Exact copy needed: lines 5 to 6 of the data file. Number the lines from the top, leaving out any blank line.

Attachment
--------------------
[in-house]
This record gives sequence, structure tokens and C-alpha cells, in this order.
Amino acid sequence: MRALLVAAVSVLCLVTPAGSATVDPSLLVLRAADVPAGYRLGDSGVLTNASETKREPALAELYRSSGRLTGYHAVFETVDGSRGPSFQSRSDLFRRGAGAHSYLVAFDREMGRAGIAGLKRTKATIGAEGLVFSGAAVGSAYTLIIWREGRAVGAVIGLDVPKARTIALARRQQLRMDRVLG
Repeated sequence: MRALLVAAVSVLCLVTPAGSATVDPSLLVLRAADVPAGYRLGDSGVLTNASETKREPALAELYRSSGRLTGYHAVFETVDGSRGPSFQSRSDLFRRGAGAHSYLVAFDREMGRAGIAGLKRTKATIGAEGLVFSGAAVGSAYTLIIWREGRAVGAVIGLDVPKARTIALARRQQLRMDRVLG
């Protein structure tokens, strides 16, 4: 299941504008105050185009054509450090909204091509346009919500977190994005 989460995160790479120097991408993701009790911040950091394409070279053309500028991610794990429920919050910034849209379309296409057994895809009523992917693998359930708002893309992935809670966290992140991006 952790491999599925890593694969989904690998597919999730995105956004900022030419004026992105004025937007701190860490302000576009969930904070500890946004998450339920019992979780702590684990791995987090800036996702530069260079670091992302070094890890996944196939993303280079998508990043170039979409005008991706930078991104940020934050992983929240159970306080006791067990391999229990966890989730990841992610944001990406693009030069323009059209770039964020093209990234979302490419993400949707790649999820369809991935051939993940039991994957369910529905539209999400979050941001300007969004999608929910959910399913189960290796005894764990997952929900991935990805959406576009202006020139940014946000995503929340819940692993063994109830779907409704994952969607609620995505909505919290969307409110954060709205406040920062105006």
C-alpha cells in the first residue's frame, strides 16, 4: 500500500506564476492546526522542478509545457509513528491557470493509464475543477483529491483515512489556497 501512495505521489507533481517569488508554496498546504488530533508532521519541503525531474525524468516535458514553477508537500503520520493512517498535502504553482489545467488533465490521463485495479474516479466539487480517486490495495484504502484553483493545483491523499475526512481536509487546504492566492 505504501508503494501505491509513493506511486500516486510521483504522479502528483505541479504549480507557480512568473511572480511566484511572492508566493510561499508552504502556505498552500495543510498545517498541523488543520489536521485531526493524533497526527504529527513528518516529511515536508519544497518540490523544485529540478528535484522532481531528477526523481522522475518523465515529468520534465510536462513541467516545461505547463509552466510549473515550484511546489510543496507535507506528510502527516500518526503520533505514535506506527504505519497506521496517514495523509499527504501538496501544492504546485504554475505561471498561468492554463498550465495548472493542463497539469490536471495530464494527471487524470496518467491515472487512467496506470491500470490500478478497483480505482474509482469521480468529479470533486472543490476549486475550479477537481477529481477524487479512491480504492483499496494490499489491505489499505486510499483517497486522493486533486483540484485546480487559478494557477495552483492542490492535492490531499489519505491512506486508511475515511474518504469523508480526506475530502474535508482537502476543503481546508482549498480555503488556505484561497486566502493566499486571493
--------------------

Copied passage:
């Protein structure tokens, strides 16, 4: 299941504008105050185009054509450090909204091509346009919500977190994005 989460995160790479120097991408993701009790911040950091394409070279053309500028991610794990429920919050910034849209379309296409057994895809009523992917693998359930708002893309992935809670966290992140991006 952790491999599925890593694969989904690998597919999730995105956004900022030419004026992105004025937007701190860490302000576009969930904070500890946004998450339920019992979780702590684990791995987090800036996702530069260079670091992302070094890890996944196939993303280079998508990043170039979409005008991706930078991104940020934050992983929240159970306080006791067990391999229990966890989730990841992610944001990406693009030069323009059209770039964020093209990234979302490419993400949707790649999820369809991935051939993940039991994957369910529905539209999400979050941001300007969004999608929910959910399913189960290796005894764990997952929900991935990805959406576009202006020139940014946000995503929340819940692993063994109830779907409704994952969607609620995505909505919290969307409110954060709205406040920062105006």
C-alpha cells in the first residue's frame, strides 16, 4: 500500500506564476492546526522542478509545457509513528491557470493509464475543477483529491483515512489556497 501512495505521489507533481517569488508554496498546504488530533508532521519541503525531474525524468516535458514553477508537500503520520493512517498535502504553482489545467488533465490521463485495479474516479466539487480517486490495495484504502484553483493545483491523499475526512481536509487546504492566492 505504501508503494501505491509513493506511486500516486510521483504522479502528483505541479504549480507557480512568473511572480511566484511572492508566493510561499508552504502556505498552500495543510498545517498541523488543520489536521485531526493524533497526527504529527513528518516529511515536508519544497518540490523544485529540478528535484522532481531528477526523481522522475518523465515529468520534465510536462513541467516545461505547463509552466510549473515550484511546489510543496507535507506528510502527516500518526503520533505514535506506527504505519497506521496517514495523509499527504501538496501544492504546485504554475505561471498561468492554463498550465495548472493542463497539469490536471495530464494527471487524470496518467491515472487512467496506470491500470490500478478497483480505482474509482469521480468529479470533486472543490476549486475550479477537481477529481477524487479512491480504492483499496494490499489491505489499505486510499483517497486522493486533486483540484485546480487559478494557477495552483492542490492535492490531499489519505491512506486508511475515511474518504469523508480526506475530502474535508482537502476543503481546508482549498480555503488556505484561497486566502493566499486571493